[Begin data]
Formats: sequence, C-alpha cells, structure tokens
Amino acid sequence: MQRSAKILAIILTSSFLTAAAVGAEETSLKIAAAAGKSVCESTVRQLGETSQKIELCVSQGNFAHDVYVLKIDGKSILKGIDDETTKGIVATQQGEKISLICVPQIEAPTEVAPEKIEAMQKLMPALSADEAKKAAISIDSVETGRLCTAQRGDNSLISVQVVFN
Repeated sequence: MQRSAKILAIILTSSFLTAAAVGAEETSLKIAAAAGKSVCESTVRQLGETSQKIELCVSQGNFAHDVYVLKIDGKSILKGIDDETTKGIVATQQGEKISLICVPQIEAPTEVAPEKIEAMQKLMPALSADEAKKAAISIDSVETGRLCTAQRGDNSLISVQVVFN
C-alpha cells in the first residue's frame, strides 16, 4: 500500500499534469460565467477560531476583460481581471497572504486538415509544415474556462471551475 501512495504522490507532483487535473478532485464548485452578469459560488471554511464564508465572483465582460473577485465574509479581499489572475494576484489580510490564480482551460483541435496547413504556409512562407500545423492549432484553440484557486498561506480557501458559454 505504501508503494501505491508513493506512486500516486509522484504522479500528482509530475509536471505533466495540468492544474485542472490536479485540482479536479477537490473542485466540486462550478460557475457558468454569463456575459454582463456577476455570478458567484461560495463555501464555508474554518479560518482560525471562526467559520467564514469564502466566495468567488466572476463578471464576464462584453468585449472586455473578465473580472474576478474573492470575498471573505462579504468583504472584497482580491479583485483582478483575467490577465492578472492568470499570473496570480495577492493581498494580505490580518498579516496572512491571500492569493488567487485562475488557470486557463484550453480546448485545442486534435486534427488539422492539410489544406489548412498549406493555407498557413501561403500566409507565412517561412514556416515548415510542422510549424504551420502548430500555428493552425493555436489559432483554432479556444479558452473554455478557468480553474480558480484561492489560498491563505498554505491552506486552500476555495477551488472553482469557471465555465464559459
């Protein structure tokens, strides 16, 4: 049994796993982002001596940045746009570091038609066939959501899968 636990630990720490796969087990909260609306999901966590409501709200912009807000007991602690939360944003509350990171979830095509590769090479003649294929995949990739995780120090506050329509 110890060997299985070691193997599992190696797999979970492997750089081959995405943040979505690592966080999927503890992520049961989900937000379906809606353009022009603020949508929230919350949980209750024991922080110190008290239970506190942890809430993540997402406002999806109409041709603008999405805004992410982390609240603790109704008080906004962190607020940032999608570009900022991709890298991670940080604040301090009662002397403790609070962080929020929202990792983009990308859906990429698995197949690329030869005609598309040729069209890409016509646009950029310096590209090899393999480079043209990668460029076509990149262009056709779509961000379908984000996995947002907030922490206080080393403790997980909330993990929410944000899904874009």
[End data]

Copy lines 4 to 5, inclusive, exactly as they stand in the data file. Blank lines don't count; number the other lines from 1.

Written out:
C-alpha cells in the first residue's frame, strides 16, 4: 500500500499534469460565467477560531476583460481581471497572504486538415509544415474556462471551475 501512495504522490507532483487535473478532485464548485452578469459560488471554511464564508465572483465582460473577485465574509479581499489572475494576484489580510490564480482551460483541435496547413504556409512562407500545423492549432484553440484557486498561506480557501458559454 505504501508503494501505491508513493506512486500516486509522484504522479500528482509530475509536471505533466495540468492544474485542472490536479485540482479536479477537490473542485466540486462550478460557475457558468454569463456575459454582463456577476455570478458567484461560495463555501464555508474554518479560518482560525471562526467559520467564514469564502466566495468567488466572476463578471464576464462584453468585449472586455473578465473580472474576478474573492470575498471573505462579504468583504472584497482580491479583485483582478483575467490577465492578472492568470499570473496570480495577492493581498494580505490580518498579516496572512491571500492569493488567487485562475488557470486557463484550453480546448485545442486534435486534427488539422492539410489544406489548412498549406493555407498557413501561403500566409507565412517561412514556416515548415510542422510549424504551420502548430500555428493552425493555436489559432483554432479556444479558452473554455478557468480553474480558480484561492489560498491563505498554505491552506486552500476555495477551488472553482469557471465555465464559459
């Protein structure tokens, strides 16, 4: 049994796993982002001596940045746009570091038609066939959501899968 636990630990720490796969087990909260609306999901966590409501709200912009807000007991602690939360944003509350990171979830095509590769090479003649294929995949990739995780120090506050329509 110890060997299985070691193997599992190696797999979970492997750089081959995405943040979505690592966080999927503890992520049961989900937000379906809606353009022009603020949508929230919350949980209750024991922080110190008290239970506190942890809430993540997402406002999806109409041709603008999405805004992410982390609240603790109704008080906004962190607020940032999608570009900022991709890298991670940080604040301090009662002397403790609070962080929020929202990792983009990308859906990429698995197949690329030869005609598309040729069209890409016509646009950029310096590209090899393999480079043209990668460029076509990149262009056709779509961000379908984000996995947002907030922490206080080393403790997980909330993990929410944000899904874009």